Olam engagement with Mighty Earth
Update from Olam International and Mighty Earth on engagement process following visit to Olam palm plantations in Gabon
London, July 24, 2017 – Conservation NGO Mighty Earth and Olam International have completed a 5 day series of meetings and visits in Gabon as part of their agreement, announced in February 2017, to move forward on models for responsible agricultural development in highly forested countries.
Mighty Earth’s CEO Glenn Hurowitz and Olam’s Global Head of Corporate Responsibility and Sustainability, Dr Christopher Stewart, participated in a series of intensive and constructive meetings with key decision-makers in the Gabon central and provincial governments, facilitated by Mighty’s local partner NGO Brainforest and by Olam Gabon, as well as a round-table of Gabonese NGOs belonging to the environmental and human rights civil society platform: “Gabon, Ma Terre, Mon Droit “ (Gabon, My Lands, My Rights).
Glenn Hurowitz, CEO of Mighty Earth, said, “Thank you to Olam for organising an eye-opening, worthwhile, and inclusive visit to Gabon. We appreciated the opportunity to join Brainforest, WWF, TFT and other groups to see Olam’s Mouila plantations, conservation activities, and discuss sustainable development with local communities and government officials. The visit was a valuable input into our ongoing discussions with Olam and many other stakeholders around the world to refine an enduring conservation standard for high forest cover countries. In Mouila, we saw evidence that while there remain important issues to resolve, Olam has created jobs, and is taking efforts to protect those conservation areas it has set aside, and also working to resolve important community concerns. However, the visit also raises serious questions about whether large-scale plantation agriculture is a good model for heavily forested landscapes and other biodiverse, carbon rich ecosystems. We look forward to exploring this question further with Olam, the High Carbon Stock Approach group, other companies operating in Africa and elsewhere, and a range of environmental and community groups, including the upcoming Forest Dialogue in Gabon.”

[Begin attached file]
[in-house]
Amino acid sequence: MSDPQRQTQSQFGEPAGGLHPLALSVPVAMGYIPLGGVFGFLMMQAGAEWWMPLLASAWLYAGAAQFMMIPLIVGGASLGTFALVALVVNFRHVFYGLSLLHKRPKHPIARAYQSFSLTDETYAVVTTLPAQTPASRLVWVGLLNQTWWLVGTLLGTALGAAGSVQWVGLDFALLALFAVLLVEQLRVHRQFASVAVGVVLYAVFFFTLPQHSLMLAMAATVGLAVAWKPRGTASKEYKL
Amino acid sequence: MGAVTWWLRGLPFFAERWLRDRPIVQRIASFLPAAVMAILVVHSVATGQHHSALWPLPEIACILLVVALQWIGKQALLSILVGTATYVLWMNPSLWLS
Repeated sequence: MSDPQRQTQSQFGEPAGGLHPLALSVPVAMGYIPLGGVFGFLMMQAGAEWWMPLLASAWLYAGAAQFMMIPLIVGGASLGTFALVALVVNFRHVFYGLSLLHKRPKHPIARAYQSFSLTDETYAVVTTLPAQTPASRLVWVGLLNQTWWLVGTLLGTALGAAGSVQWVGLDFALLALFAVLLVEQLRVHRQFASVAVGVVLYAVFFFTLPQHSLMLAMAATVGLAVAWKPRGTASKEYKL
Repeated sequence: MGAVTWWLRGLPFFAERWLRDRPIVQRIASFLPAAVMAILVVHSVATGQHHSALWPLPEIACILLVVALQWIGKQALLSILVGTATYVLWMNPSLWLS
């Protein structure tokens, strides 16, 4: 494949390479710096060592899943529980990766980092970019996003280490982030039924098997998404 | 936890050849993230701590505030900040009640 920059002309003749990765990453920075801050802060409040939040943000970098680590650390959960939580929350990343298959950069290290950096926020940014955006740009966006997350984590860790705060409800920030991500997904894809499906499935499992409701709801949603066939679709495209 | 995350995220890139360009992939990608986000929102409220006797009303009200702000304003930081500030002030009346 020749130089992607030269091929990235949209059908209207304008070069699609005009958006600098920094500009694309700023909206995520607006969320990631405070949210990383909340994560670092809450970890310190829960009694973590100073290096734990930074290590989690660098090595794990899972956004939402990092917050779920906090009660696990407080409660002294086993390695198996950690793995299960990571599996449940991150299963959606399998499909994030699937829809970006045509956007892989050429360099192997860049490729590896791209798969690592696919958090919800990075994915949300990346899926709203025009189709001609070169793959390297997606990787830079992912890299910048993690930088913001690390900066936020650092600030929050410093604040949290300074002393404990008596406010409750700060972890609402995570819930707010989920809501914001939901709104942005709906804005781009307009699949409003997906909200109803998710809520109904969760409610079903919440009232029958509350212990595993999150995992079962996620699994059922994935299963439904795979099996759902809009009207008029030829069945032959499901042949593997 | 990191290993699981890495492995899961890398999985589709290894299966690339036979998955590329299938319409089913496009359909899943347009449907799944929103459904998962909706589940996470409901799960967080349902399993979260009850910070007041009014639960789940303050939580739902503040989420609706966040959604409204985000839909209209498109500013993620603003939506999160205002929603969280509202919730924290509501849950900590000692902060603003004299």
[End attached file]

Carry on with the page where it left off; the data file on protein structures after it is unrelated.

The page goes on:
Christopher Stewart, Olam’s Global Head of Corporate Responsibility and Sustainability, said “I would like to thank Glenn Hurowitz for visiting our palm plantations in Gabon, and for his positive and helpful contributions to the fundamentally important debates about responsible agriculture. It was also a rare and extremely valuable opportunity for us and the conservation NGOs to participate together in high-level political discussions on Gabon’s long term economic and land use strategy. I do not underestimate the evolving market demands and expectations surrounding sustainable agriculture in developing tropical countries like Gabon or the local challenges that are created by the development of our plantations and the GRAINE project. We are already looking to a series of further technical and policy discussions with the multi-stakeholder group and I expect that a mutually reciprocated spirit of openness and respectful dialogue will help us to converge on solutions, that serve both the urgent developmental needs of Gabon and the imperative to conserve its globally critical forest landscapes and wildlife for future generations.”